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TitleMicroaeration in anaerobic digestion systems: effect of low oxygen concentrations on methanogenic communities
Author(s)Morais, Bruno
Martins, Valdo Ricardo Alves
Martins, Gilberto
Alves, M. M.
Pereira, M. A.
Cavaleiro, Ana Júlia Viana
Issue date5-Dec-2019
CitationMorais, B.; Martins, V. A.; Martins, Gilberto; Alves, M. Madalena; Pereira, M. Alcina; Cavaleiro, Ana Júlia, Microaeration in anaerobic digestion systems: effect of low oxygen concentrations on methanogenic communities. MicroBiotec'19 - Congress of Microbiology and Biotechnology 2019 (Book of Abstracts). No. P68, Coimbra, Portugal, Dec 5-7, 132, 2019.
Abstract(s)In anaerobic digestion (AD) systems, the coordinated activity of different microbial groups leads to the conversion of complex organic matter into methane. The presence of oxygen may cause negative effects on these processes, by inhibiting the growth and activity of obligate anaerobes, namely methanogens. Nevertheless, the exposure to small amounts of oxygen (microaeration) was shown to improve the AD processes, mainly by enhancing the activity of facultative bacteria. These bacteria promote the hydrolysis and fermentation of the organic macromolecules into various intermediates, using oxygen as final electron acceptor, thus increasing the availability of substrates for syntrophic bacteria and methanogens. The effect of low oxygen concentrations towards these two microbial groups has been seldom studied and was investigated in this work. For that, anaerobic sludge was incubated in batch bottles with acetate, H2/CO2 or ethanol until reaching the exponential growth phase. Then, second substrate addition was performed and oxygen was added at increasing concentrations (0, 0.5, 1.0, 2.5 and 5%). Compared with the controls (0% O2), O2 exposure significantly decreased the substrate consumption and initial methane production rate (MPR) from H2/CO2 or acetate, at all the concentrations tested. At 0.5% O2, MRP from these two substrates was inhibited by 31±5% and 39 ±10%, respectively. Nevertheless, the assays amended with acetate were incubated over 30 hours, and activity was recovered in the assays that received the lower % O2. In the assays with ethanol, significant effects on ethanol uptake, acetate production and MPR were only observed at 2.5% and 5% O2. At 2.5%, MRP inhibition was 36±7%. The lower impact of O2 in these assays may be related to stimulation of facultative bacteria by the presence of ethanol, that enhanced O2 removal from the media, allowing the methanogenic community to maintain its activity.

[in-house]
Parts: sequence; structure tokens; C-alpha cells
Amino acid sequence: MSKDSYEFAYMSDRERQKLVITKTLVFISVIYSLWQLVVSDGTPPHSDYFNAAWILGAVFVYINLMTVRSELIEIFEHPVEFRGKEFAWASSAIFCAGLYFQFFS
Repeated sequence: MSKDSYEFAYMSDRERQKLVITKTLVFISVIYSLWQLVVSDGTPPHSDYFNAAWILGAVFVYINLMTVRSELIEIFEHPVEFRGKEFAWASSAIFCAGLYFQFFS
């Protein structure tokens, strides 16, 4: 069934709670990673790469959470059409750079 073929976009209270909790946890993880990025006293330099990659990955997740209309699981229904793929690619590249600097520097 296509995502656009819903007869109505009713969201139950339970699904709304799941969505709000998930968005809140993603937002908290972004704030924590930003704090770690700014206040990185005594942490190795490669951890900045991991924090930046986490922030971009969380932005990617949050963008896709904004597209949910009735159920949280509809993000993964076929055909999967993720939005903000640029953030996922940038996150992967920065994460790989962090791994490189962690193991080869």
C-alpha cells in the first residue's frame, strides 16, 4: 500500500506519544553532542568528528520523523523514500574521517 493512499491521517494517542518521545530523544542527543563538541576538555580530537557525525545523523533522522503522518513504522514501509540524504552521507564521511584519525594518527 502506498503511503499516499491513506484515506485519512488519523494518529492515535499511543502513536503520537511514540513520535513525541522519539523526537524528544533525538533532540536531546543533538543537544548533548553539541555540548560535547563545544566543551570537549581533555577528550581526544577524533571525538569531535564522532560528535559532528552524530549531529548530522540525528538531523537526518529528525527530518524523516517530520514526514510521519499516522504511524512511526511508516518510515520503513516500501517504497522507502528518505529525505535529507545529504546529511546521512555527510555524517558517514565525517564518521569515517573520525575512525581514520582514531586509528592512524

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AccessOpen access
Appears in Collections:CEB - Resumos em Livros de Atas / Abstracts in Proceedings

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